5. Stated value: Stated value coverage is the value of the policy, which is the maximum amount paid at the time of loss, even if the loss amount is larger than the value of the policy. A selected value is established by the insured, and this value is the limit of liability.

Personal Property Coverage Choices

Depending on the type of policy, personal property coverage options could be replacement cost coverage or actual cash coverage, as explained above.

What Is the Insurance-to-Value Ratio?

Insurance-to-value ratio is the relationship of the amount of insurance purchased to the replacement value of the property. It is important to have an accurate assessment of the replacement cost value of your home. If you don’t and then experience a loss, the cost to replace your home may be more than your insurance policy will provide and you would be responsible for covering the difference. Major catastrophes, such as earthquakes, hurricanes, and wildfires, often can create a demand surge for materials and labor, resulting in increased costs to replace damaged property. Consider the effect of such surges when establishing the appropriate replacement cost for your property.

Most property policies have a coinsurance penalty, which requires that your property be insured to at least 80% of the replacement cost or loss payments will be reduced by a proportion of the insured value to 80% of replacement value.

It is also important to realize that other coverage limits within your policy are set as a percentage of the dwelling coverage amount. For example, the limit of coverage for your personal property will usually be at 50% of the dwelling limit. Additional coverage is available via endorsement and is typically increased if you purchase replacement cost coverage for your contents.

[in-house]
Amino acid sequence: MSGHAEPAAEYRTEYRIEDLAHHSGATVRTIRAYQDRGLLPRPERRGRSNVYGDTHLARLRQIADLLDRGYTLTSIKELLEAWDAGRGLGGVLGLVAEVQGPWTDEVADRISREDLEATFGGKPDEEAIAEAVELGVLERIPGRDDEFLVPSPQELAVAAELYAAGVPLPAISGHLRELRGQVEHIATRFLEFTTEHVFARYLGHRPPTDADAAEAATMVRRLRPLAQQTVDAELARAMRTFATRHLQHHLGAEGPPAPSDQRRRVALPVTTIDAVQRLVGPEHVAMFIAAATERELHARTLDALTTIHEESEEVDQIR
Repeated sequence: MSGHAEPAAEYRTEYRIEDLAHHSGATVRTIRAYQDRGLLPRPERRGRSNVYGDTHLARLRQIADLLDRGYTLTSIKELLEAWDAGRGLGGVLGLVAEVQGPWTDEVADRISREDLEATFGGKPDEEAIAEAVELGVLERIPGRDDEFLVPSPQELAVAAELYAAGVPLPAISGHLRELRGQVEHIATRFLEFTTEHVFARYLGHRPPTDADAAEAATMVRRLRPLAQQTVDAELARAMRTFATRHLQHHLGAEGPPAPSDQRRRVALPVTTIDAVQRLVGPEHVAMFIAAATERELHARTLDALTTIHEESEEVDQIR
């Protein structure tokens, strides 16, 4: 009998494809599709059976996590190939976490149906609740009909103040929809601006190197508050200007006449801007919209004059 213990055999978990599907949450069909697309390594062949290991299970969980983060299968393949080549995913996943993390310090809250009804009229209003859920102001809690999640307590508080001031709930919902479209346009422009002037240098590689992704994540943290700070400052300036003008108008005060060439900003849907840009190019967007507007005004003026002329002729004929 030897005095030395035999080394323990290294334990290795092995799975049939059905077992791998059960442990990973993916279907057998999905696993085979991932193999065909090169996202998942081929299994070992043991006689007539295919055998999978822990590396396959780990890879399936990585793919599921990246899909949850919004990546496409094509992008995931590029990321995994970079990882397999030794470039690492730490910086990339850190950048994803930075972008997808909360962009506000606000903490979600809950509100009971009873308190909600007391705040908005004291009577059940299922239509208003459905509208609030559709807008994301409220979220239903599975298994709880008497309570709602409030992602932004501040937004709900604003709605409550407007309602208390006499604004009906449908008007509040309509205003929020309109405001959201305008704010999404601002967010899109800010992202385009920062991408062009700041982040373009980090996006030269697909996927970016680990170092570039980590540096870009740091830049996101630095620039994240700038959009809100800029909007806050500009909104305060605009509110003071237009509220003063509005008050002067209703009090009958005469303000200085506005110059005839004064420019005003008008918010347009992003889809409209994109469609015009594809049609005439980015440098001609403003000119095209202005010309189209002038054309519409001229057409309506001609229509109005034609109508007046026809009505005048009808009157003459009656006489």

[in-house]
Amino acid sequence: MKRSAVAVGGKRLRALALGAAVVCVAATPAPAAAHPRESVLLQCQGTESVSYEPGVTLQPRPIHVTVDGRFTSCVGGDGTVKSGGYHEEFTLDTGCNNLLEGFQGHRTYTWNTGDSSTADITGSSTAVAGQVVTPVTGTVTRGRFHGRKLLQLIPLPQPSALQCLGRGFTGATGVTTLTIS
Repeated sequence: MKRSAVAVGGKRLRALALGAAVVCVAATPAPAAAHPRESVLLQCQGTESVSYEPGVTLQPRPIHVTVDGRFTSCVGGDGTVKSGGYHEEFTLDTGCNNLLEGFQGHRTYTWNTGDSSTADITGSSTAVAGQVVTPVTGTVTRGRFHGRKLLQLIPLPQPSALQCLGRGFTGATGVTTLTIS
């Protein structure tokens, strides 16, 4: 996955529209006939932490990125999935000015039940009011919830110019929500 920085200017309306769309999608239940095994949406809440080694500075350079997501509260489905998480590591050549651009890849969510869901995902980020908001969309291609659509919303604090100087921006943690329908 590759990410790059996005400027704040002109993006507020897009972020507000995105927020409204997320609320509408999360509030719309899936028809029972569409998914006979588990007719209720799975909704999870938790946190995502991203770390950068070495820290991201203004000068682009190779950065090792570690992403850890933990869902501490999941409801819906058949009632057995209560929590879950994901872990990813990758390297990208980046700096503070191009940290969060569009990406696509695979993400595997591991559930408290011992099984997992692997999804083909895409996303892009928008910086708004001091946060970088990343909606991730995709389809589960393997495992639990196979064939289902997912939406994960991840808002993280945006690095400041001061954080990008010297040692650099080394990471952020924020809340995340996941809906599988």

Replacement Cost Coverage

In order to qualify for replacement cost coverage, you will most likely be required to insure your property to at least 80% of the replacement cost. If this requirement is met and you have a total loss, your insurance policy will cover the total cost of replacing your home. If the property is not insured to at least the 80% value, then the payment for partial losses may be reduced. For a total loss to be paid, the property should be insured at 100% of the replacement cost.

Additional Limits in the Case of a Total Loss

Many insurance companies offer an endorsement that provides full coverage to replace your property in the event of a total loss. Usually, the company requires that the property be insured to at least 100% of the replacement cost in order to qualify for this additional coverage. As long as this requirement is met, if you have a total loss and it costs more to replace than your limit (due to a misestimate or demand surge), the coverage under your insurance policy will be increased accordingly. The amount of the increase depends on the endorsement purchased and can range from 25% to 100%.

Additional and Optional Coverage

Additional coverage may be included in your policy. One example is a building code upgrade, which provides 10% coverage for upgrades required by the community to meet building codes when a home is being repaired or rebuilt as a result of a covered loss. Optional coverage for perils, such as earthquake insurance, may be available to purchase to supplement your policy.

More Resources

FLASH and The Actuarial Foundation. If Disaster Strikes, Will You Be Covered? A Homeowner’s Insurance Guide to Natural Disasters.